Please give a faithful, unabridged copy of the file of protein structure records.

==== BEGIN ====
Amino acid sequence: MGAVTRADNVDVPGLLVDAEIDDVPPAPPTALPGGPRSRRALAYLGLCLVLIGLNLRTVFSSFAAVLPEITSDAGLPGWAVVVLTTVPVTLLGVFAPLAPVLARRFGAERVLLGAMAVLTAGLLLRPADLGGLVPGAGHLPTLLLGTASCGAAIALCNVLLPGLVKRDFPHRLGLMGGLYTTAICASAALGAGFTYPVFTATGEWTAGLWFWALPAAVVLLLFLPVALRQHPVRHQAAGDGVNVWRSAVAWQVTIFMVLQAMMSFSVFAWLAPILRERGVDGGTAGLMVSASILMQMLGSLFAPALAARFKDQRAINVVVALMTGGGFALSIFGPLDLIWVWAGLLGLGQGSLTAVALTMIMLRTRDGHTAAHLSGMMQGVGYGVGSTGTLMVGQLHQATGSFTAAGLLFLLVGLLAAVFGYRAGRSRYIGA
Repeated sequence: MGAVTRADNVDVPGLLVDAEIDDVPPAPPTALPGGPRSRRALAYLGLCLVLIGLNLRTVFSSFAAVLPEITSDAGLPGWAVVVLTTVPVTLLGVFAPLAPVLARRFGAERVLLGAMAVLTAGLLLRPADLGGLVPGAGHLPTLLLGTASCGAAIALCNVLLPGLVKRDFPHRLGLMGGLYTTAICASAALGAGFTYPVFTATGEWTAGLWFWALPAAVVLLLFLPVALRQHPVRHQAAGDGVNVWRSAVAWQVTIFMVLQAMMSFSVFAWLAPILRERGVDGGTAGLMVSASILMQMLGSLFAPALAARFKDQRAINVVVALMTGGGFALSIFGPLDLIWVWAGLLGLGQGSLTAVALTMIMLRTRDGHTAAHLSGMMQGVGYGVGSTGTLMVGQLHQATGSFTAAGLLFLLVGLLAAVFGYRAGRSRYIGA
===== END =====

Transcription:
Amino acid sequence: MGAVTRADNVDVPGLLVDAEIDDVPPAPPTALPGGPRSRRALAYLGLCLVLIGLNLRTVFSSFAAVLPEITSDAGLPGWAVVVLTTVPVTLLGVFAPLAPVLARRFGAERVLLGAMAVLTAGLLLRPADLGGLVPGAGHLPTLLLGTASCGAAIALCNVLLPGLVKRDFPHRLGLMGGLYTTAICASAALGAGFTYPVFTATGEWTAGLWFWALPAAVVLLLFLPVALRQHPVRHQAAGDGVNVWRSAVAWQVTIFMVLQAMMSFSVFAWLAPILRERGVDGGTAGLMVSASILMQMLGSLFAPALAARFKDQRAINVVVALMTGGGFALSIFGPLDLIWVWAGLLGLGQGSLTAVALTMIMLRTRDGHTAAHLSGMMQGVGYGVGSTGTLMVGQLHQATGSFTAAGLLFLLVGLLAAVFGYRAGRSRYIGA
Repeated sequence: MGAVTRADNVDVPGLLVDAEIDDVPPAPPTALPGGPRSRRALAYLGLCLVLIGLNLRTVFSSFAAVLPEITSDAGLPGWAVVVLTTVPVTLLGVFAPLAPVLARRFGAERVLLGAMAVLTAGLLLRPADLGGLVPGAGHLPTLLLGTASCGAAIALCNVLLPGLVKRDFPHRLGLMGGLYTTAICASAALGAGFTYPVFTATGEWTAGLWFWALPAAVVLLLFLPVALRQHPVRHQAAGDGVNVWRSAVAWQVTIFMVLQAMMSFSVFAWLAPILRERGVDGGTAGLMVSASILMQMLGSLFAPALAARFKDQRAINVVVALMTGGGFALSIFGPLDLIWVWAGLLGLGQGSLTAVALTMIMLRTRDGHTAAHLSGMMQGVGYGVGSTGTLMVGQLHQATGSFTAAGLLFLLVGLLAAVFGYRAGRSRYIGA